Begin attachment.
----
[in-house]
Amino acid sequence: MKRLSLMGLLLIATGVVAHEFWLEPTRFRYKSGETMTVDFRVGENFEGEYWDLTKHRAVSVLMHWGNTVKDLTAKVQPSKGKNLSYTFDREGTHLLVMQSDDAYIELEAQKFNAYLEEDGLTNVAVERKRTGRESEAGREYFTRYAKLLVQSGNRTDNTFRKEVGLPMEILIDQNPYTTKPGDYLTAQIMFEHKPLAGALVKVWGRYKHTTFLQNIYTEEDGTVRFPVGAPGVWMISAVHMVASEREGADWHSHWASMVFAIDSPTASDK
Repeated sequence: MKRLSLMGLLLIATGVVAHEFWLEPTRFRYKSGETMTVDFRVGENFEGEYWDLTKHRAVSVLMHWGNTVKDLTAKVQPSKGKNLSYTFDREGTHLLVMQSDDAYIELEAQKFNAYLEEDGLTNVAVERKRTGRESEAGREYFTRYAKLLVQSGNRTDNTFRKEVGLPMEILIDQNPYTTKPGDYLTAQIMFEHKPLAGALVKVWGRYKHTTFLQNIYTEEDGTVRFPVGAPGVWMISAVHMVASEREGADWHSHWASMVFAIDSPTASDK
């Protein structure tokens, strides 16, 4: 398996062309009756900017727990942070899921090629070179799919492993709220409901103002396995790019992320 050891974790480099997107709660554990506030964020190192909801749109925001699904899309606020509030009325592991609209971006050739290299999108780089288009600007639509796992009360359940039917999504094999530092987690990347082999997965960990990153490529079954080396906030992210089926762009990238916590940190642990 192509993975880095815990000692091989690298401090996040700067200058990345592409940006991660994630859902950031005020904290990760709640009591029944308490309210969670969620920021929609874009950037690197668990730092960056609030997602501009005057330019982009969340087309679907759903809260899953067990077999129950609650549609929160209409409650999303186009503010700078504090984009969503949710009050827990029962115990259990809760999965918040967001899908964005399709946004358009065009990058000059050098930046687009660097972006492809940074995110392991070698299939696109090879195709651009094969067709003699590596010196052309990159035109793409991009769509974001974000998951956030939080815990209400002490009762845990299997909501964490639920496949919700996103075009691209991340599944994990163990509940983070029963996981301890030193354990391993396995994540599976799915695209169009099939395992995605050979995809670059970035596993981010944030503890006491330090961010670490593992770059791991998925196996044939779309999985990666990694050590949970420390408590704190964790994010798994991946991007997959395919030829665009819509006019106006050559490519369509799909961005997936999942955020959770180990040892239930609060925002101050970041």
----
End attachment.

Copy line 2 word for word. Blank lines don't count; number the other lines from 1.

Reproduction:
Amino acid sequence: MKRLSLMGLLLIATGVVAHEFWLEPTRFRYKSGETMTVDFRVGENFEGEYWDLTKHRAVSVLMHWGNTVKDLTAKVQPSKGKNLSYTFDREGTHLLVMQSDDAYIELEAQKFNAYLEEDGLTNVAVERKRTGRESEAGREYFTRYAKLLVQSGNRTDNTFRKEVGLPMEILIDQNPYTTKPGDYLTAQIMFEHKPLAGALVKVWGRYKHTTFLQNIYTEEDGTVRFPVGAPGVWMISAVHMVASEREGADWHSHWASMVFAIDSPTASDK